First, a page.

United States District Court, D. Minnesota
Brandon M. Schwartz, Esq., Michael D. Schwartz, Esq. and
Schwartz Law Firm, counsel for plaintiff.
C. Kim, Esq., Dean M. Zimmerli, Esq. and Gislason &
Hunter LLP, counsel for intervenor plaintiff.
A. Jenson Prouty, Esq. and Arthur Chapman, counsel for
S. Doty, Judge United States District Court
matter is before the court upon the motion for judgment on
the pleadings by defendants Employer Mutual Casualty Company
d/b/a EMC Insurance Companies and Hamilton Mutual Insurance
Company. Based on a review of the file, record, and
proceedings herein, and for the following reasons, the court
grants defendants' motion.
insurance coverage dispute arises out of an underlying claim
by intervenor plaintiff New Fashion Pork (NFP) against plaintiff
Restaurant Recycling, LLC and Superior Feed,
NFP is a pork producer that owns and operates feed mills
where it blends grain, fat, and other ingredients to create
feed for its swine. ECF No. 9-1 ¶ 6. Restaurant
Recycling is a manufacturer and supplier of fat products for
animal feed. Id. ¶ 7. NFP alleges that, between
July 1, 2014, and September 24, 2015, Restaurant Recycling
delivered four shipments of fat products to NFP that were
contaminated with lasalocid and lascadoil. Id.
¶¶ 9-10. Lasalocid is a medication regulated by the
Food and Drug Administration that is generally used in
chicken and turkey feed, but it is not approved for use in
swine. Id. ¶ 11. Lascadoil is a byproduct
created in the production of lasalocid and is only approved
for use as biofuel. Id. ¶ 10.
claims that it used Restaurant Recycling's fat products
to produce feed for its swine and the contaminated feed
caused serious health problems in its swine. Id.
¶¶ 14-15. On November 23, 2016, NFP filed an
amended complaint in Ramsey County alleging breach of
contract, breach of implied warranty of merchantability,
breach of implied warranty of fitness for a particular
purpose, negligence, strict liability, and
insured Restaurant Recycling under Policy No. 4D5-66-11-15
from July 2, 2014 to July 2, 2015, which provided general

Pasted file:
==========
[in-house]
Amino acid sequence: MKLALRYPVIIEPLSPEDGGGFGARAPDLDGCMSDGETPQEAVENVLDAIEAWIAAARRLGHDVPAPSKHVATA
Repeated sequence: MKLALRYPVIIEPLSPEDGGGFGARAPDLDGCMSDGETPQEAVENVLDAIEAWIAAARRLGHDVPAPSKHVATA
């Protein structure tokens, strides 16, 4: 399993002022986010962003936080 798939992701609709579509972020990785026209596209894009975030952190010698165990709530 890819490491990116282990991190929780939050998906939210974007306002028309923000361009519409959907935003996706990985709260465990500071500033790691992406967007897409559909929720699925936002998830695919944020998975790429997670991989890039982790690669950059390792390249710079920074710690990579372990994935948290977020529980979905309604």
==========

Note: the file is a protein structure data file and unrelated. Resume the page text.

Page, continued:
commercial liability coverage. See ECF No. 9-2. The
policy contains an absolute pollution exclusion.
Specifically, the policy does not cover: “‘Body
injury' or ‘property damage' which would not
have occurred in whole or part but for the actual, alleged or
threatened discharge, dispersal, seepage, migration, release
or escape of ‘pollutants' at any time.”
Id. at 44. The policy defines
“pollutants” as “any solid, liquid, gaseous
or thermal irritant or contaminant, including smoke, vapor,
soot, fumes, acids, alkalis, chemicals and waste. Waste
includes material to be recycled, reconditioned or
reclaimed.” Id. at 38.
January 3, 2017, Restaurant Recycling filed this action
seeking a declaration that EMC is obligated, pursuant to the
policy, to provide defense and coverage for all claims
asserted by NFP and for any damages awarded. Defendants now
move for judgment on the pleadings.
Subject Matter Jurisdiction
the underlying litigation was settled for an amount less than
$75, 000, the court requested that the parties submit letters
on whether the court retained jurisdiction. Both parties
concluded that the settlement agreement did not divest the
court of jurisdiction. The court agrees. “It is well
established that the requirements for diversity jurisdiction
must be satisfied only with respect to the [amount alleged in
the complaint at] the time of filing.” Scottsdale
Ins. Co. v. Universal Crop Protection All., LLC, 620
F.3d 926, 931 (8th Cir. 2010). Furthermore, “subsequent
events reducing the amount in controversy do not destroy
diversity jurisdiction.” Id. As a result, the
court retains subject matter jurisdiction.